As for the running game, well, somebody took De’Veon Smith to D.O.C. because he was showing vision and patience we haven’t seen all year.
This is probably his best game as a Wolverine given the opponent, the preceding, I don’t know, month and a half, and the fact that he was still recovering from an apparent turf-toe injury that lingered for most of the second half of the season. I still think Smith will wind up in the B.J. Askew-type role as an all-purpose FB/H-Back/RB next season, but he was instrumental in Michigan just beating the life out of a very talented Florida front 7, to the point that they were seemingly just going through the motions late in the game. Both Drake Johnson and Sione Houma also scored TDs (Johnson on a short pass), and as a team UM averaged a shade under 4.9 ypc, which is the third-most Florida gave up all year and maybe the most impressive considering the two teams ahead of them broke one big QB run (UT) or had maybe the most dominant RB in the country (LSU) leading the charge. No, Michigan did this with a bunch of guys fans charitably would describe as “meh” for most of the year.
And huge credit should go to the offensive line for keeping Rudock clean and (usually) opening up holes for the backs. Florida was held without a sack for only the second time all year, and only 3 TFLs for the definitional minimum number of yards possible (3 yards). After getting woodshedded to varying degrees by a number of the better defenses on their schedule, it was great to see the staff and players end the season on a dominant note.
Best: The Defense is Gonna Be Hella Good Next Year*
Worst: *Provided They Can Find Some LBs and Henry Comes Back
Watching Florida’s offense just get consumed by Michigan’s defense as the game progressed reminded me of 2008 Michigan-Penn State. In that game, Rich Rod unleashed MINOR RAGE in the first half and actually led at halftime against PSU thanks to some creative playcalling. But UM was throwing the kitchen sink at PSU, and at halftime PSU adjusted and UM couldn’t move the ball again. They had a puncher’s chance, but unlike in boxing football games keep going regardless of how hard a team tries, and that’s why teams like Florida and 2008 UM repeatedly got spanked. Florida accumulated about half their yards on the first two drives of the game, but after that Mattison and co. locked into stopping Taylor and that was about it for Florida, which occasionally moved the ball thanks for Harris scrambles and not much else. Their one TD came on a drive that sorta sputtered along, and at no point did they really expose any major flaws in UM’s defense. They got the yards UM was willing to give, and as the game progressed that allowance shrank and shrank to nothingness. And you could see the exasperation on the Gator sidelines as that reality became ever clearer.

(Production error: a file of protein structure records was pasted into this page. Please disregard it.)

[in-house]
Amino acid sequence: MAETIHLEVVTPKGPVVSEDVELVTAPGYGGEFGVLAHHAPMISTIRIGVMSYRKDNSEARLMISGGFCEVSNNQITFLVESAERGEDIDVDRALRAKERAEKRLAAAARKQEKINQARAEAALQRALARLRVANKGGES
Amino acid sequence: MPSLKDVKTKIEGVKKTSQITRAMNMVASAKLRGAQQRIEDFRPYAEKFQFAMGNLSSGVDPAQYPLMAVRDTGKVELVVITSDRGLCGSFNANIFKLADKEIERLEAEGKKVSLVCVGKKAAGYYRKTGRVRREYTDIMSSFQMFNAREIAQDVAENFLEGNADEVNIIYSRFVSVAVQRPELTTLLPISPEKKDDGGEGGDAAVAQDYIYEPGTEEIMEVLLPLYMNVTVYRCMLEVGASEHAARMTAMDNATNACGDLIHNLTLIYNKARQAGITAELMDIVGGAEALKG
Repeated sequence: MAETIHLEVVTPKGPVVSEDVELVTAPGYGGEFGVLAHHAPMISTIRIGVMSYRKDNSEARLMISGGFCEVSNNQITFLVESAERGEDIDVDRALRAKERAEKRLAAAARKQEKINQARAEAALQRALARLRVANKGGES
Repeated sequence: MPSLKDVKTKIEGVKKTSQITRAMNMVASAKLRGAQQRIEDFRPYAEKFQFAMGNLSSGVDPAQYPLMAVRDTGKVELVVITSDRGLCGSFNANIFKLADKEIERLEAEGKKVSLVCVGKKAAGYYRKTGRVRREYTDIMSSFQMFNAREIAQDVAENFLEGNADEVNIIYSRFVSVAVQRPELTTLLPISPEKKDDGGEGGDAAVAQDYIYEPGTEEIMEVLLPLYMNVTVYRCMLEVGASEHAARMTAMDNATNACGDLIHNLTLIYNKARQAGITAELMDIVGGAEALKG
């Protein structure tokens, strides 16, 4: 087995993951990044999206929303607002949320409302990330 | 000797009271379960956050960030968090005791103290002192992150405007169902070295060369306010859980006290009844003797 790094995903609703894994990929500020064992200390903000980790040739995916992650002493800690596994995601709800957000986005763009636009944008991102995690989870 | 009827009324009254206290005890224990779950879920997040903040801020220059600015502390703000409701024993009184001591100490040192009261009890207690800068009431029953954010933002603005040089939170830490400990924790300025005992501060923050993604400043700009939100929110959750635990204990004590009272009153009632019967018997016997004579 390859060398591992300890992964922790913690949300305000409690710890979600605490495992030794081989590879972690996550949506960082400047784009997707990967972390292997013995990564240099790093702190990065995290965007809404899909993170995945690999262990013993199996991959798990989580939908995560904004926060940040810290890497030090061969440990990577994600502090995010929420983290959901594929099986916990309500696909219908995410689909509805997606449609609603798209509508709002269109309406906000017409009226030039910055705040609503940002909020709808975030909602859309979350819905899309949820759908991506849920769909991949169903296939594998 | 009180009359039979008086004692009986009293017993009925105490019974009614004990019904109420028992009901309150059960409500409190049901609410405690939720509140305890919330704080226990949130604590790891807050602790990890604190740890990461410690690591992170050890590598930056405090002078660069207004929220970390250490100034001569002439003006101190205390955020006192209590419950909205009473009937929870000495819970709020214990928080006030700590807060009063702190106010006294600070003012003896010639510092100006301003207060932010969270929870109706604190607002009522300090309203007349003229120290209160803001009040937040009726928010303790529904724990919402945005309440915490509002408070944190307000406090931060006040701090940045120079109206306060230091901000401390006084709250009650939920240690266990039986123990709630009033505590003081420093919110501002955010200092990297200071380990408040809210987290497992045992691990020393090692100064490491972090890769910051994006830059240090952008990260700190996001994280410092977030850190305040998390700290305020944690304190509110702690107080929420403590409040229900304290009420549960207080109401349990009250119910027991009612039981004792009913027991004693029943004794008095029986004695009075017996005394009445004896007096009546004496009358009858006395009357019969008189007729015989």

Oh wait…wrong sense of overwhelming despair.
The defensive line looked as good as they have all year, repeatedly blasting into the UF backfield and disrupting the flow of the offense. They ended the game with 6 TFLs for 31 yards and 2 sacks for 24 yards along with 7 QB hits, and that didn’t include (a) an intentional grounding penalty on Harris as he was flushed from the pocket, and (b) the endzone INT he threw as a couple Wolverines bore down on him. If Willie Henry comes back, you can expect this line to be one of the 3-4 best in the country, and if recruiting goes the way it’s trending…well, you know.
The secondary wasn’t asked to do much but they played well in limited duty. Lewis matched up well against Callaway (who I think did most of his damage on the first two drives and was otherwise held in check), and boring Jarrod Wilson finished with another pick in the endzone. Stribling and Clark kept everything short, and both Thomas and Hill continued their strong play to the end the season. Losing Wilson will be tough, but it looks like safety won’t be a bag of cats next year either.
As for the LBs, Florida is the type of team this corp eats up. Joe Bolden can tackle guys when they commit, and he thumped his way to 7 tackles in his last game. Bolden did have a nice play where he attacked a linemen rolling out with Harris, forcing Harris into a bad throw before he was set. That’s the type of play you expect a senior to make, and it was a nice end to an up-and-down career at UM. Morgan looked solid, even though he again struggled a bit in space on passing downs, but generally played like a guy who should find his place on an NFL practice squad at the very least. Gedeon got the bulk of the other snaps and looks to be very good, though again this team will need to find at least 2 other players who can plausibly rotate in next year. Devin Bush should get all the chances in the world to be one of those guys, and LB remains the one concerning spot for 2016.